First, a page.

Pin-ups: should Miley and Kim build on sexual titillation?
On a wet weekend, the picture made me smile: blonde curls, white teeth and curvy bodies in jaunty swimsuits.
“The Most Beautiful Women in the World”, announced a poster for “Summer in Monte Carlo”.
Left: Lot 42 (two in the lot). Pierre-Laurent Brenot (1913-1998). Gone Fishing. Starting bid: £700 / Right, Kim Kardashian on the front of the Winter 2014 Paper magazine
Left, Lot 13. René Gruau (Renato de Zavagli, 1909-2004). Bal du Moulin Rouge. Femmes, Femmes, Femmes…. Starting bid: £600 / Right: Beyoncé performs during the Super Bowl XLVII in an outfit by Rubin Singer
Left, Lot 31. André de Dienes (1913-1985). Marilyn Monroe, Tobey Beach, 1949. Starting bid: £1,400 / Right: Miley Cyrus performs her notorious twerking moves
The next image on the screen was Marilyn Monroe in her early days. She was a curvy young thing on the beach, using her parasol as a support for her pose – bottoms up!
I scrolled through the other poster-girl looks as Christie’s kicked off its online sale on The Art of the Pin-Up (until December 3)
I liked the Bally duo with their toes meeting in pastel shoes as they curled up naked; and another Perrier duo who were locked in each other’s arms. I can imagine that in the wartime period of hard times, advertising posters with sex appeal brightened the dim streets.
Bernard Villemot (1911-1989). Bally (Le Lotus). Starting bid: £800
Anonymous, Canada Dry. Starting bid: £1,000
G. Garry. Maillot Lavog. Starting bid: £600
But suddenly, my smile was wiped out by this thought: the cheeky and cheerful images, from an era of playful innocence, looked alarmingly like Miley Cyrus doing her twerking, Beyoncé performing in barely-there outfits of sexual titillation, Kim Kardashian revealing her ever famous posterior and Britney Spears sexing up her once teen-girl appearance.
The last three are mothers – and what a sexist image their stage looks send out to their kids, let alone their fans.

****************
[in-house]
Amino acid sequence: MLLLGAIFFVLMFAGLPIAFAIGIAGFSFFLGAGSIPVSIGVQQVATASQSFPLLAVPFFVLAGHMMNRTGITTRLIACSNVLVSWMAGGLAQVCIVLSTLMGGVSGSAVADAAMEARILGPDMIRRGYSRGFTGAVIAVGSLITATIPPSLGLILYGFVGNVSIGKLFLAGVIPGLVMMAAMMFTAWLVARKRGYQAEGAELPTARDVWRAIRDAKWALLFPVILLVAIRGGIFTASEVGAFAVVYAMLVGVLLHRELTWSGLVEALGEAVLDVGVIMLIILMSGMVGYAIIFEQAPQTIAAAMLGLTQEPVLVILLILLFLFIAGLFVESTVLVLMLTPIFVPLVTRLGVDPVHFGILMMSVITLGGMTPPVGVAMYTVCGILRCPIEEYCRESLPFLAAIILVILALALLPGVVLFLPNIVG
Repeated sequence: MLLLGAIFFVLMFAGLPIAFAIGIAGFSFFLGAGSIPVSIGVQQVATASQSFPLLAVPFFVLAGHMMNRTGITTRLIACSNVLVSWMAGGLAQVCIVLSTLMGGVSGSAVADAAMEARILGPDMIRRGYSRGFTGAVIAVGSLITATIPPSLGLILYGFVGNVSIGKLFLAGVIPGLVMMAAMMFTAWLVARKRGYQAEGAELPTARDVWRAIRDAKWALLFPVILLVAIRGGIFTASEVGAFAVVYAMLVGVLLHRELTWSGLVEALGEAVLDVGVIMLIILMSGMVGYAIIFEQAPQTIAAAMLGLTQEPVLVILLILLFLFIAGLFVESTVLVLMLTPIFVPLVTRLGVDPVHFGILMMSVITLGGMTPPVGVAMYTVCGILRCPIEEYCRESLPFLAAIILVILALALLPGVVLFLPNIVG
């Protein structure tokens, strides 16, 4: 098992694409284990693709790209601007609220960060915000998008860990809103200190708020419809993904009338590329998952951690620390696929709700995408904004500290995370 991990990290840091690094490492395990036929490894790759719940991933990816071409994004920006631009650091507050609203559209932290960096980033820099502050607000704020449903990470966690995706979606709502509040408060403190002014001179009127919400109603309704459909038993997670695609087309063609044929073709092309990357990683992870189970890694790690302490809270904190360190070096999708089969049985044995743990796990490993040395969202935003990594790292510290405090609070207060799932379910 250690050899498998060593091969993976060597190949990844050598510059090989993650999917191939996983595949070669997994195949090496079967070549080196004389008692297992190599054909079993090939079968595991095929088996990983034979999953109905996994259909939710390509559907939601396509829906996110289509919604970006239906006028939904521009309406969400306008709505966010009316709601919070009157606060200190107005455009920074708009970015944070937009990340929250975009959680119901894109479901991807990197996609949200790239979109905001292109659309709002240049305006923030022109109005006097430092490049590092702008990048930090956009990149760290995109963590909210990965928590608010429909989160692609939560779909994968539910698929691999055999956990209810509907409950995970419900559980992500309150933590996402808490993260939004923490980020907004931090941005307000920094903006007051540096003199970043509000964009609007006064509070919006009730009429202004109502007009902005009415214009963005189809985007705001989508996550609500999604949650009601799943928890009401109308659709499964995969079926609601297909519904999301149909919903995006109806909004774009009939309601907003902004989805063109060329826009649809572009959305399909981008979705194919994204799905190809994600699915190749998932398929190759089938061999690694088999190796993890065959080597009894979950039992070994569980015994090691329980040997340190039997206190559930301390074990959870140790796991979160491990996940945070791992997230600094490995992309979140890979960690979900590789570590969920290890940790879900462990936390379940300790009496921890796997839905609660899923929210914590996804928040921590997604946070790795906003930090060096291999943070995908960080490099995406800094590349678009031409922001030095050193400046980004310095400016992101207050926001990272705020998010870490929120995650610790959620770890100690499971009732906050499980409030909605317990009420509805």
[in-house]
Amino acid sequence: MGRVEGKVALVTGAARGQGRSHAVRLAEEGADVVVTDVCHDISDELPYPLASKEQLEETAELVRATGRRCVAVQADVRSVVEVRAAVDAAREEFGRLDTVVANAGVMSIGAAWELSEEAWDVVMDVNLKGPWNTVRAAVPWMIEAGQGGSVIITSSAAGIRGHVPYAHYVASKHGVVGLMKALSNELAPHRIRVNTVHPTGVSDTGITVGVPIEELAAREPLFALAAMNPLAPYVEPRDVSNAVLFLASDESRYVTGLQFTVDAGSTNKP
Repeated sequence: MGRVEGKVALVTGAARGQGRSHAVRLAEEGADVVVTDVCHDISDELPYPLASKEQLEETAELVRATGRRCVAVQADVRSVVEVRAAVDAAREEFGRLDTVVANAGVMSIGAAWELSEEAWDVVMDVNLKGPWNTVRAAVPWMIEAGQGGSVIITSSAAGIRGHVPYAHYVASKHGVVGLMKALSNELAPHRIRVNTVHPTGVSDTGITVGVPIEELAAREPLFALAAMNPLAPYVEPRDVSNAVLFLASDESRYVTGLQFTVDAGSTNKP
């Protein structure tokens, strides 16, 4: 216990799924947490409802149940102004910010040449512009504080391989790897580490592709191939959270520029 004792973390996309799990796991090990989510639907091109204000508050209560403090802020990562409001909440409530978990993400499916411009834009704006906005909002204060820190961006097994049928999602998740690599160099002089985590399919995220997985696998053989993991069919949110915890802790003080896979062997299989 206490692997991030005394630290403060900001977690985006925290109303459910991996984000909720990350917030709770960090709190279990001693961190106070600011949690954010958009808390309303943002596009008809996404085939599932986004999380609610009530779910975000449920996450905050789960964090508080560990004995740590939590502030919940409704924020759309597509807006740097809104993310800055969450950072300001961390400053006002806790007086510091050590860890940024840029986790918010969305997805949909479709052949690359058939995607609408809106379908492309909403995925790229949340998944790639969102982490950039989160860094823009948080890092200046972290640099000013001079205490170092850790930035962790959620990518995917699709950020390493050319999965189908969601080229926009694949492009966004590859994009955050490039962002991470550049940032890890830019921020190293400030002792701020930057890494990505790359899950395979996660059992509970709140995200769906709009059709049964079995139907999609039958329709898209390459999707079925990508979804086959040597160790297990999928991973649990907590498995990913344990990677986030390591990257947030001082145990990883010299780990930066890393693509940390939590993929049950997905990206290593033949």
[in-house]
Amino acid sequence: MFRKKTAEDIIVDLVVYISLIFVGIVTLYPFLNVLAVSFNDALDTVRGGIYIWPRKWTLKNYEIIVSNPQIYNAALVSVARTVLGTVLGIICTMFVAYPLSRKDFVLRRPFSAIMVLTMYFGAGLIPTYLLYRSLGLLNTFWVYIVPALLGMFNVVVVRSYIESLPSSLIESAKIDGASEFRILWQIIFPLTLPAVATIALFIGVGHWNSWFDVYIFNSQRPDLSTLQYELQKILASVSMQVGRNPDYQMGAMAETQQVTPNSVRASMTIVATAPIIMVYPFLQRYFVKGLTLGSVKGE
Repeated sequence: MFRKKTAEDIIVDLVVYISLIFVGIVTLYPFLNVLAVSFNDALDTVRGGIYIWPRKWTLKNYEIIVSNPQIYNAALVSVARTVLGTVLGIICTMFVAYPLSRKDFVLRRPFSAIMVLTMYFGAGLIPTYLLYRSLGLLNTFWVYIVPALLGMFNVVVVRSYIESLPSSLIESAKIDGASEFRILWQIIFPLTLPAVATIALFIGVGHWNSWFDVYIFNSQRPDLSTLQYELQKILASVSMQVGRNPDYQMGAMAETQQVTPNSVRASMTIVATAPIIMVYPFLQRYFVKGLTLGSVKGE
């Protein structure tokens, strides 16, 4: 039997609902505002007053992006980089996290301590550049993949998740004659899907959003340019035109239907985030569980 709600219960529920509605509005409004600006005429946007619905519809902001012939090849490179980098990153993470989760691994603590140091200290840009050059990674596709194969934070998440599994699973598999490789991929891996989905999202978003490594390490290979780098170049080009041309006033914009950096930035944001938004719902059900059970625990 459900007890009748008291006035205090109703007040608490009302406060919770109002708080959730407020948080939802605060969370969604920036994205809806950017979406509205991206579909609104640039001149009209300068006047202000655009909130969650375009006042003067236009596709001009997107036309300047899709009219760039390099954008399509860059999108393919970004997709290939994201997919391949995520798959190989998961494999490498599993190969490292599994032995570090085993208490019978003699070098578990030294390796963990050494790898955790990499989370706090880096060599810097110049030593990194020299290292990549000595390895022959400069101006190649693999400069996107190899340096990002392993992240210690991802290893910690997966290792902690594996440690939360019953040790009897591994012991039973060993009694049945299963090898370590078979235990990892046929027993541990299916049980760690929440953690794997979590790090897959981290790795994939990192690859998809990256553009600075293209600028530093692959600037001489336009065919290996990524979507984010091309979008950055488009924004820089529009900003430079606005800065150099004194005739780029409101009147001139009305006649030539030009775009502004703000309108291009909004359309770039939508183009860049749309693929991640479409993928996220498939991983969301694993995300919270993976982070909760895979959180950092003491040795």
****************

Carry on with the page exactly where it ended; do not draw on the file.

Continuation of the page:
I have no problem with the pin-ups from the past, especially as Christie’s have included posters of men in the sale. Risqué Dior ads from the Seventies show a naked man through a half-open bathroom door.
Bernard of Hollywood (1912-1987). Norma Jean, “Classic Pin-Up”. Starting bid: £4,000
Would I ever buy a pin-up picture? Marilyn in 1949, snapped by Andre de Dienes, might be a cute purchase to enliven my study wall. Although bids can start at £300, Christie’s is putting a starting bid of £1,400 on Marilyn Monroe.
But there is something dispiriting about the idea of Miley and co continuing to distort their bodies as sexual titillation 80 years after Marilyn stepped out on that sandy beach. A century, a millennium and a feminist revolution have happened since then.
Stan (Stanley Walter) Galli (1912-2009). Los Angeles, United Air Lines. Starting bid: £1,500
Lot 76. René Gruau (Renato de Zavagli, 1909-2004). Lido Prestige. Starting bid: £5,500
Lot 41. Pierre-Laurent Brenot (1913-1998). Golfing Pin-Up. Starting bid: £500
I have seen sexually charged fashion postcards from Hawaii and Japan. And those prissy Victorians were first out with naughty seaside pictures. But I like to think that pin-ups are in the past. And I am going to dedicate my posts this week to powerful women who send out strong, personal, woman-friendly messages in how they look.
First out: Loulou de la Falaise – and how her role was so much more dynamic than being a mere muse to Yves Saint Laurent.
Фото: Courtesy Christie’s Images Ltd. 2014, Jean-Paul Goude for Paper Magazin, GETTY Images